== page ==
At the same time, the Prime Minister’s office has published a document in which is compiled a collection of texts related to the PetroCaribe funds from 2006 to 2018. Prime Minister Jean Henry Céant who presented this kind of “white paper” on the use and management of the PetroCaribe fund wants by this gesture to make transparent the ongoing process and prove that his government does not intend to hide the truth from the population on the squandering of these funds.
The Prime Minister also increased the security of the investigating judge in charge of the PetroCaribe inquiry at the Port-au-Prince prosecutor’s office. An armored car was even given to this judge. Céant has taken the same steps with members of the Superior Council of the Judiciary Authority (CSPJ) in an effort to show the co-operation of the executive power to assist the judiciary in taking action against those who emptied the state fund. The Prime Minister also wrote to the Superior Court of Auditors promising them all the help and assistance they need for their work on this case.
Before these events, the very day of the big Oct. 17 demonstration, the President began Tweeting a lot. Some want him to shed light on all the PetroCaribe corruption, but the most radical want his resignation, especially the political leaders who do not see in this PetroCaribe mobilization a mere campaign against corruption in the state apparatus but rather a step towards President Jovenel Moïse’s departure from the National Palace.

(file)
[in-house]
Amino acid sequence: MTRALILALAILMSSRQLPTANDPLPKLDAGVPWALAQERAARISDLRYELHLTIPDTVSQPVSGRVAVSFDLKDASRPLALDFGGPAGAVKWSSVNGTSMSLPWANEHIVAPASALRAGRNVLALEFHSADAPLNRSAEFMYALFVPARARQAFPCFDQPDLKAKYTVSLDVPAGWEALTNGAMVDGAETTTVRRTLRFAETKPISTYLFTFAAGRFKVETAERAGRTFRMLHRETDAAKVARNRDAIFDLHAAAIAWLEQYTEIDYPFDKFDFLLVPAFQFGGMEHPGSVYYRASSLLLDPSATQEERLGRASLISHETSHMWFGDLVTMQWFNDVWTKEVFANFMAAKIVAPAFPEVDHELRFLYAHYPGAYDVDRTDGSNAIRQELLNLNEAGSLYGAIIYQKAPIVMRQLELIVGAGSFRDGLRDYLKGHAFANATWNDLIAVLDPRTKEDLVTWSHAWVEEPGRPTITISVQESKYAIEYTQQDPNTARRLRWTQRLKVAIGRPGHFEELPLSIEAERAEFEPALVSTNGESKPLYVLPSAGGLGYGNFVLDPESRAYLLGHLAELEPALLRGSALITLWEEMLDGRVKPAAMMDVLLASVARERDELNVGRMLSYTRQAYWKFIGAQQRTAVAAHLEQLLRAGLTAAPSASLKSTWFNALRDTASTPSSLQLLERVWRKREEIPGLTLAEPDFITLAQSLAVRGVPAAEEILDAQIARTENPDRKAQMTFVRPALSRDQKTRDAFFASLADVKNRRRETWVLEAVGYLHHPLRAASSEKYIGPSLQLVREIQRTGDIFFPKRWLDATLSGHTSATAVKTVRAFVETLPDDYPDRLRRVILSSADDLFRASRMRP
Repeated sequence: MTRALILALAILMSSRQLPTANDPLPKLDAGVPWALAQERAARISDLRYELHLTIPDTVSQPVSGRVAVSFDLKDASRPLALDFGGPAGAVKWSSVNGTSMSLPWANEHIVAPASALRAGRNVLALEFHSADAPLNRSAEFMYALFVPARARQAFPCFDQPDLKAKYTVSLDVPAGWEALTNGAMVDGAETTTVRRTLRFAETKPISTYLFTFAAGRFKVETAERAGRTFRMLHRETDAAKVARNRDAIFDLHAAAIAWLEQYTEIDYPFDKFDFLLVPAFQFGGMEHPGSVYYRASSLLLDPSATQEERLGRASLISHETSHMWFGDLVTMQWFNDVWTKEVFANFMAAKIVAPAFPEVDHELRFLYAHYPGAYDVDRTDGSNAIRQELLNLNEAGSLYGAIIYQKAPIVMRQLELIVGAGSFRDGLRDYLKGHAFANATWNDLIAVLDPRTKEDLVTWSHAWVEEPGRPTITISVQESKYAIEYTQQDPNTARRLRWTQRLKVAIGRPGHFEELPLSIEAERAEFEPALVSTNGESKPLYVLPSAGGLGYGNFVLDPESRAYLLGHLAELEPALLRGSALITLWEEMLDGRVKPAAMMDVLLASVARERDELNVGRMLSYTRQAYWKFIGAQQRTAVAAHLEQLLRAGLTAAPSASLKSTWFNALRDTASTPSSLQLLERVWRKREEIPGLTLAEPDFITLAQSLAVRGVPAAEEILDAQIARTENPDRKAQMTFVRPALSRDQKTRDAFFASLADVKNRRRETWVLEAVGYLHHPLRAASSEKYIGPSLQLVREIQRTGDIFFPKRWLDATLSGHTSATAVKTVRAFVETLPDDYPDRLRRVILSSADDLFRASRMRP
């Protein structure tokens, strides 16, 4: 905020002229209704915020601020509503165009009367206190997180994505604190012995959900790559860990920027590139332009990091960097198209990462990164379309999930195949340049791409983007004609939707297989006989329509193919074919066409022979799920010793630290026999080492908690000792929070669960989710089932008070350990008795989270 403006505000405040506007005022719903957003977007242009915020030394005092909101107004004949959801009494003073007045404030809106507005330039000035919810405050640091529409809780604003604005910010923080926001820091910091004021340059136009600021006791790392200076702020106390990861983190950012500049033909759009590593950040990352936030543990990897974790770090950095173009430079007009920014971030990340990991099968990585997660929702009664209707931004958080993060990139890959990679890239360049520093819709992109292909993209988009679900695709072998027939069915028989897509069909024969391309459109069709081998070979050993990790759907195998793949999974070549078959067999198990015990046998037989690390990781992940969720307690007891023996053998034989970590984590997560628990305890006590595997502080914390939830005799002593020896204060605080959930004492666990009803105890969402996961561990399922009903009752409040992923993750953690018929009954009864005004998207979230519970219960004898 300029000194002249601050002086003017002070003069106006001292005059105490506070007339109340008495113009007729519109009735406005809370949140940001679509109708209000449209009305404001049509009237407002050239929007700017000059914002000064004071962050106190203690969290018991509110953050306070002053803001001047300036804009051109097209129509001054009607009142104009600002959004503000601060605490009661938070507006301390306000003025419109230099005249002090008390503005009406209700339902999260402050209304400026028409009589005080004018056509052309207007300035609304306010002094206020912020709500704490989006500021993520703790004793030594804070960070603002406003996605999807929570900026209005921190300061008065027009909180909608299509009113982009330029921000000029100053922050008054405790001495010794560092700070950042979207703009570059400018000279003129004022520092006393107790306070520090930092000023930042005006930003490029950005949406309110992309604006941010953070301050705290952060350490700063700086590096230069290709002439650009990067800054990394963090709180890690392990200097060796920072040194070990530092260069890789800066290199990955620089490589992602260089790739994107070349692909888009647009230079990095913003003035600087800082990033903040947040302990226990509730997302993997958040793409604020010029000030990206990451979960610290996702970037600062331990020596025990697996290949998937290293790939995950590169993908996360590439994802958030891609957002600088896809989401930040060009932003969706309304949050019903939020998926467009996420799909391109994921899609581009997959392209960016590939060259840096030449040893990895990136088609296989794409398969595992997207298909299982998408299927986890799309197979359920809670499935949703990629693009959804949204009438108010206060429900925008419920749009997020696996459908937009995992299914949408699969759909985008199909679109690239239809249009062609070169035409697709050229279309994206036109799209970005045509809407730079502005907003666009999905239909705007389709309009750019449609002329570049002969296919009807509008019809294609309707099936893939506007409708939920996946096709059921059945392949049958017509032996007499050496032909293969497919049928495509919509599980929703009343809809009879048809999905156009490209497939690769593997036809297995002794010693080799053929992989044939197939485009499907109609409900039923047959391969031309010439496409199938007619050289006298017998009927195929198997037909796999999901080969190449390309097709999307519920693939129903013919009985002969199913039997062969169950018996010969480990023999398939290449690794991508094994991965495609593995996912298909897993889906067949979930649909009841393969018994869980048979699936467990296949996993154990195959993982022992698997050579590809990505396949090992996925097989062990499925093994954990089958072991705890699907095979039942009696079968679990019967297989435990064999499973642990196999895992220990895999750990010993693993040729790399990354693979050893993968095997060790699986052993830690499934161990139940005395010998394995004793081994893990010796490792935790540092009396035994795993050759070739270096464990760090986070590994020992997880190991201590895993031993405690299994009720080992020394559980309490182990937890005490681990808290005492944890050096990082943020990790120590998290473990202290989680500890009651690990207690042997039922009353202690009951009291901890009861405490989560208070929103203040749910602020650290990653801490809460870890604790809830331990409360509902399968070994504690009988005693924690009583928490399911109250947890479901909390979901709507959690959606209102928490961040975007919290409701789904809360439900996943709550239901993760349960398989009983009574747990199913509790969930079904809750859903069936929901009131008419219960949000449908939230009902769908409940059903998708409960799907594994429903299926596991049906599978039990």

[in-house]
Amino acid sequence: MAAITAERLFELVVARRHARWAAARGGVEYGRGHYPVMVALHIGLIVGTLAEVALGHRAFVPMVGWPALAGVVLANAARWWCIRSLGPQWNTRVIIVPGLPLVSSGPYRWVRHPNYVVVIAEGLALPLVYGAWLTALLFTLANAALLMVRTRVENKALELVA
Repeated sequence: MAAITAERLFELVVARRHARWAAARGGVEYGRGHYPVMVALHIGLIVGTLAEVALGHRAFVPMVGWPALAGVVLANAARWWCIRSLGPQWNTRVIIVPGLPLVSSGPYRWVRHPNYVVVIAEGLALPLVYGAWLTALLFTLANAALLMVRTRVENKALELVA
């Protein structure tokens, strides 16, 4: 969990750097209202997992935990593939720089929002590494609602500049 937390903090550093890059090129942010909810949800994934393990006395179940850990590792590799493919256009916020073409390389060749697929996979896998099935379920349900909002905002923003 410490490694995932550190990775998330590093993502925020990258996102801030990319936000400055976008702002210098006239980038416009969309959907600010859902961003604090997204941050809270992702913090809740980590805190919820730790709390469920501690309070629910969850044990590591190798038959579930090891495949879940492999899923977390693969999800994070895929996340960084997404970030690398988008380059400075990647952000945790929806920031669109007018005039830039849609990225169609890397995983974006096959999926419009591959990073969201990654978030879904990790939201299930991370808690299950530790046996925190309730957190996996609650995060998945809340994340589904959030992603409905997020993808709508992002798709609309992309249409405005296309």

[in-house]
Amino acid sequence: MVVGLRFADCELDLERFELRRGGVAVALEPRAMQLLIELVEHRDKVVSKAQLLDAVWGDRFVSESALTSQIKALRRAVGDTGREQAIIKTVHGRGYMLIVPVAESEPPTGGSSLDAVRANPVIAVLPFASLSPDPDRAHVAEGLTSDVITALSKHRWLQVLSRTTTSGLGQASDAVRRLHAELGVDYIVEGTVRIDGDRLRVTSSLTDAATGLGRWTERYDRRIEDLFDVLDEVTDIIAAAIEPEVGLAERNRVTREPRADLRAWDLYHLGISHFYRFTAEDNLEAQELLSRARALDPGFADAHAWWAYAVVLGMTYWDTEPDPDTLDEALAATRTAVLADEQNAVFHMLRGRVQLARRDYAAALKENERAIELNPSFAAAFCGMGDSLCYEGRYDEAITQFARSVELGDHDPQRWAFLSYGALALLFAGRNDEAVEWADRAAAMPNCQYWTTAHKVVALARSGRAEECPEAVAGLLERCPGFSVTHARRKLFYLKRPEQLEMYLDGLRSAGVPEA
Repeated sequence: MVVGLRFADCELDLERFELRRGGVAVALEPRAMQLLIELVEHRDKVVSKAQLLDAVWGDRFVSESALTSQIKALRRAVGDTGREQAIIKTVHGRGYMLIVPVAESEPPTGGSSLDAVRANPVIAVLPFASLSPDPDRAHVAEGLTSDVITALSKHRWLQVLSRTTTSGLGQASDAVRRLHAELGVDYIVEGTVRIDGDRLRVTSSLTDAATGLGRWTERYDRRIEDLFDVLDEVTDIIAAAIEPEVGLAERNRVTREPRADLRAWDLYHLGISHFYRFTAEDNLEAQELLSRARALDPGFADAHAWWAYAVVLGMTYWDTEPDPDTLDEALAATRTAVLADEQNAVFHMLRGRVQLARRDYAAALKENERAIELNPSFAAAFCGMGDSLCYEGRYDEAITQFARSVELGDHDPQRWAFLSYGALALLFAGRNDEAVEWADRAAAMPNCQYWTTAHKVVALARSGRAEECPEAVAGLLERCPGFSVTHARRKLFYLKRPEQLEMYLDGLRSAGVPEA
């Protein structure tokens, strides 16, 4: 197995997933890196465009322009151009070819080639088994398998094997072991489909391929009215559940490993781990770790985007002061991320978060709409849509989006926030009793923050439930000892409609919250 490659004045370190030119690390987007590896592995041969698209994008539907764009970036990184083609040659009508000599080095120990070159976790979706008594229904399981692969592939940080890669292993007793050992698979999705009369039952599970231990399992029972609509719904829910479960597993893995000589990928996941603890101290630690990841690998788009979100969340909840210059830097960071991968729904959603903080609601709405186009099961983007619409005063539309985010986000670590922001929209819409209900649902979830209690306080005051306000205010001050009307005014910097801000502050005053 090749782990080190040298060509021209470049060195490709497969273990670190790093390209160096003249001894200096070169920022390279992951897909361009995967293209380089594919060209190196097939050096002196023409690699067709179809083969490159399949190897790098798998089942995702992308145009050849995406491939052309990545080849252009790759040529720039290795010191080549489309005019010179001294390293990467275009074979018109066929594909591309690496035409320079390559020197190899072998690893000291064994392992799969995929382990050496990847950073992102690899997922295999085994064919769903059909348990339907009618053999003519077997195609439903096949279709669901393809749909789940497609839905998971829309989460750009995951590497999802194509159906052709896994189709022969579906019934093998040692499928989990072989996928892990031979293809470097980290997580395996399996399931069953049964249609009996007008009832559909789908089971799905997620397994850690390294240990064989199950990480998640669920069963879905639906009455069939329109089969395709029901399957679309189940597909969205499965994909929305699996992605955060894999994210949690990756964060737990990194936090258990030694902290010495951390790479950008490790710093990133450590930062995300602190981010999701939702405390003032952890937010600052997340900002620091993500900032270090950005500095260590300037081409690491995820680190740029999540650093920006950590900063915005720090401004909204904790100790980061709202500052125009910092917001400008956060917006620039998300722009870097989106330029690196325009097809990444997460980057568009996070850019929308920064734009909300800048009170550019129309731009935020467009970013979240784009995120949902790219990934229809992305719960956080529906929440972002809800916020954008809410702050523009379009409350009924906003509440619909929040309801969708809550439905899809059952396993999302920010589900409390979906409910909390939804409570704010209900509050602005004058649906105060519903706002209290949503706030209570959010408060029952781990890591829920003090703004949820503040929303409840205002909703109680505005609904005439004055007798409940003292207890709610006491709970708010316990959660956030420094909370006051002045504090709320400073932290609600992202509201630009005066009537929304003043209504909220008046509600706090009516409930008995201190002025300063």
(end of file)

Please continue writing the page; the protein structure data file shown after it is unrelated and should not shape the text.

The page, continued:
However, with all the signals issued by the authorities after the big Oct. 17 demonstration, it seems that the authorities are opening an avenue to the Port-au-Prince courthouse and that nothing or nobody will be able to stop the machine ready to crack down on anyone who has participated in any way in this great scandal of the century. According to one accused who is worried about his fate since the Oct. 17 demonstration: there is no doubt, we are moving towards what we called at the beginning of last century the process of the “Consolidation” under the presidency of Nord Alexis between 1903 and 1904.
(To be continued)
Translated from the original French by Kim Ives.
Posted Nov. 14, 2018